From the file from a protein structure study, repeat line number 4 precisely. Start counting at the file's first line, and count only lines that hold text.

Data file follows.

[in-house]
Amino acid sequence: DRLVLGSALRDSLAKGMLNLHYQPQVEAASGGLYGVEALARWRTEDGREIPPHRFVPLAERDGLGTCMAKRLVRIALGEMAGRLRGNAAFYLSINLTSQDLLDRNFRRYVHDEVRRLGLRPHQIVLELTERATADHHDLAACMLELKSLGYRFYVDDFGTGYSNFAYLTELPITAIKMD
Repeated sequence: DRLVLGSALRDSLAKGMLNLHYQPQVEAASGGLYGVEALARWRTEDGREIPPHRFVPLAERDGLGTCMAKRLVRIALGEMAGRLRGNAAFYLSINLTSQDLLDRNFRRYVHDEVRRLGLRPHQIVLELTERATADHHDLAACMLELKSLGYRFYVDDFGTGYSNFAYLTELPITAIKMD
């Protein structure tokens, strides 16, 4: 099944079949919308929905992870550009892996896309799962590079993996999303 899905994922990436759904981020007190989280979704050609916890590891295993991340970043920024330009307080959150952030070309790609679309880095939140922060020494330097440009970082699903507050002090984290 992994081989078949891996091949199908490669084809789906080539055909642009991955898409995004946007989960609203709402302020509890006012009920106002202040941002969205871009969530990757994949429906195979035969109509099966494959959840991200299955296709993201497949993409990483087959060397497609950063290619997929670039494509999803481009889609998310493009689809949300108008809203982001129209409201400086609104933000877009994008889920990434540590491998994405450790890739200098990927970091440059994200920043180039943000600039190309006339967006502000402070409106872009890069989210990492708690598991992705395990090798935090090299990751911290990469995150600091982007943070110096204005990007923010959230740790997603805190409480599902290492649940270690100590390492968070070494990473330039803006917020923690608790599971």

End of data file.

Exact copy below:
């Protein structure tokens, strides 16, 4: 099944079949919308929905992870550009892996896309799962590079993996999303 899905994922990436759904981020007190989280979704050609916890590891295993991340970043920024330009307080959150952030070309790609679309880095939140922060020494330097440009970082699903507050002090984290 992994081989078949891996091949199908490669084809789906080539055909642009991955898409995004946007989960609203709402302020509890006012009920106002202040941002969205871009969530990757994949429906195979035969109509099966494959959840991200299955296709993201497949993409990483087959060397497609950063290619997929670039494509999803481009889609998310493009689809949300108008809203982001129209409201400086609104933000877009994008889920990434540590491998994405450790890739200098990927970091440059994200920043180039943000600039190309006339967006502000402070409106872009890069989210990492708690598991992705395990090798935090090299990751911290990469995150600091982007943070110096204005990007923010959230740790997603805190409480599902290492649940270690100590390492968070070494990473330039803006917020923690608790599971």